A prominent figure in the Europa League wins over Feyenoord and Fenerbahce, many on the terraces want Carrick prioritised for games like Everton on Sunday, rather than what many feel are subordinate competitions in the EFL Cup and Europa League.
With a Premier League pass completion rate of over 90 per cent, it is the calmness that Carrick brings to the side that allows £89m summer signing Paul Pogba to flourish.
It has not been easy for Pogba since he joined from Juventus in the summer, but whenever he has been flanked by Carrick, the Frenchman has been given creative licence to showcase his talents further forward, with Carrick shielding the back four amicably.
You only need to realise that of Pogba’s four goals in all competitions this season, three occurred with Carrick by his side, and that is no coincidence.
The key for Mourinho is to figure out when he needs the talents of Carrick most – a strategic plan is in order given United remain in four competitions heading into 2017.
Is it too easy to blame the Europa League?
This remains one of the fiercest debates in football, and one that emerges time and time again based on one success, or more likely, failure.
League leaders Chelsea are flourishing without European football and Jurgen Klopp’s Liverpool side are demonstrating similar given their Europe-free schedule.
That, however, is not bulletproof evidence that the Europa League is the root of domestic peril.
There have been five matches played after Europa League group matches so far in 2016-17 and with 15 points available, United have faired well below par in comparison to a variety of sides across the continent…
Many may question the strength of the league but an analysis of both Tottenham – who reached the Europa League quarter-finals last season – and finalists Liverpool, highlights how United’s Europa League troubles are not necessarily unavoidable.
To add some perspective: United, so far, have lost two games from the five corresponding fixtures after Europa League game weeks.
In reaching the quarter-finals, Spurs lost just twice in 10 outings, before going on to finish second in the Premier League as they sustained a strong title challenge until the penultimate round of fixtures.
And it could well be argued that the North London club possess far less options in the squad than the riches and luxuries afforded to a manager of United – excuses at Old Trafford wear very thin, very quickly and it is unlikely the ‘Europa League factor’ will wash.
Freshness is a factor. Concentration is a factor. Mental fatigue is a factor. But when the Reds have individuals like Memphis Depay, Morgan Schneiderlin and Bastian Schweinsteiger starving for game-time, there is hardly a dearth of rotational options.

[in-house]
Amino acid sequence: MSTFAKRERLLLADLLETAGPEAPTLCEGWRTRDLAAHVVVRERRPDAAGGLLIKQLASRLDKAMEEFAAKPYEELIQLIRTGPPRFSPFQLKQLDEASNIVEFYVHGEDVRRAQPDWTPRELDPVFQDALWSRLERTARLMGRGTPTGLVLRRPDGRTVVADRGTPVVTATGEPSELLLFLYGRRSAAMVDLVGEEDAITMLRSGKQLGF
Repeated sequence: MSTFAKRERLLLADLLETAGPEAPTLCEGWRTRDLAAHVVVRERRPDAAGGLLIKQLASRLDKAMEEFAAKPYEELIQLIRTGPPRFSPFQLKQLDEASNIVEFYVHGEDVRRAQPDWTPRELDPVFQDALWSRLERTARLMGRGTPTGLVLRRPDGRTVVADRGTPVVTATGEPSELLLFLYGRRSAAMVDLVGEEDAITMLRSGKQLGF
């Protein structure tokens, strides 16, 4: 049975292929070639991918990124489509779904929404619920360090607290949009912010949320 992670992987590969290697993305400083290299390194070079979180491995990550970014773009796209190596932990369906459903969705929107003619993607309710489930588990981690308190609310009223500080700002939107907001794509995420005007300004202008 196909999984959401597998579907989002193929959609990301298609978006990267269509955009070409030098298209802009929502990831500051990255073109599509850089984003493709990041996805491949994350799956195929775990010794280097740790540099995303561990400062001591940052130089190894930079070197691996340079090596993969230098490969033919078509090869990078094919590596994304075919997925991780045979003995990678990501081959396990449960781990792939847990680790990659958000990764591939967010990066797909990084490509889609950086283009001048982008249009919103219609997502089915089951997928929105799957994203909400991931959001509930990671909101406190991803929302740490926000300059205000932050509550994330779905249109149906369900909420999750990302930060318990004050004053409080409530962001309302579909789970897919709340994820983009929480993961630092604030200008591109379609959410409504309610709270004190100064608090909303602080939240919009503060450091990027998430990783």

So therefore, does the blame lay at the feet of the enigmatic Portuguese manager?
Is Mourinho to blame?
The Portuguese divides opinion, that much remains unquestionable.
And while it is difficult to get on board with the notion of an FA conspiracy against him, there appears particular scrutiny on the former Real Madrid and Chelsea boss.
Sent to the stands by referee Jonathan Moss for kicking a bottle drawing the 1-1 draw with West Ham United, it marked the 15th time in his career that he’d been shown red.
He doesn’t appear to be enjoying the game anymore; on the touchline stands a man that appears angry and that cynicism cannot benefit his players.
Bar his disastrous last stint at Chelsea, his 13 match points haul at United is his worst as manager over the past seven seasons
- REAL MADRID: 2010-11 – 10 wins, 2 draws [32 points, 13 games]
- REAL MADRID: 2011-12 – 11 wins, 1 draw [34 points, 13 games]
- REAL MADRID: 2012-13 – 8 wins, 2 draws [26 points, 13 games]
- CHELSEA: 2013-14 – 8 wins, 3 draws [27 points, 13 games]
- CHELSEA: 2014-15 – 10 wins, 3 draws [33 points, 13 games]
- CHELSEA: 2015-16 – 4 wins, 2 draws [14 points, 13 games]
- MAN UNITED: 2016-17 – 5 wins, 5 draws [20 points, 13 games]
Yet many fans will agree that the football under Mourinho has been more expansive and attacking than that of his predecessor.
United have created 164 chances, albeit scoring just 18, but should the Reds find their shooting boots, it could spell real trouble for opponents in their way.
But with a 11 per cent conversation rate there is an issue and ultimately it’s affected the points tally – a comparison of matches this season and last shows that United come away with 13 points, in comparison to the 15 from last term.
Everton provide the opposition on Sunday as the Reds travel to Goodison Park in search of vital points as the leading pack are beginning to put on the afterburners.
A revived Anthony Martial, Henrikh Mkhitaryan, Zlatan Ibrahimovic and Paul Pogba need to justify both their price and selection now.
The Toffees are struggling; demolished at Stamford Bridge 5-0 by Conte’s Chelsea, held at home 1-1 by Bob Bradley’s Swansea City and undone inside one minute by Charlie Austin and Southampton last time out, they are there for the taking.
But with just one point separating the Reds in sixth and the Blues in seventh, the anguish around United could intensify if Sunday proves to be yet another missed opportunity.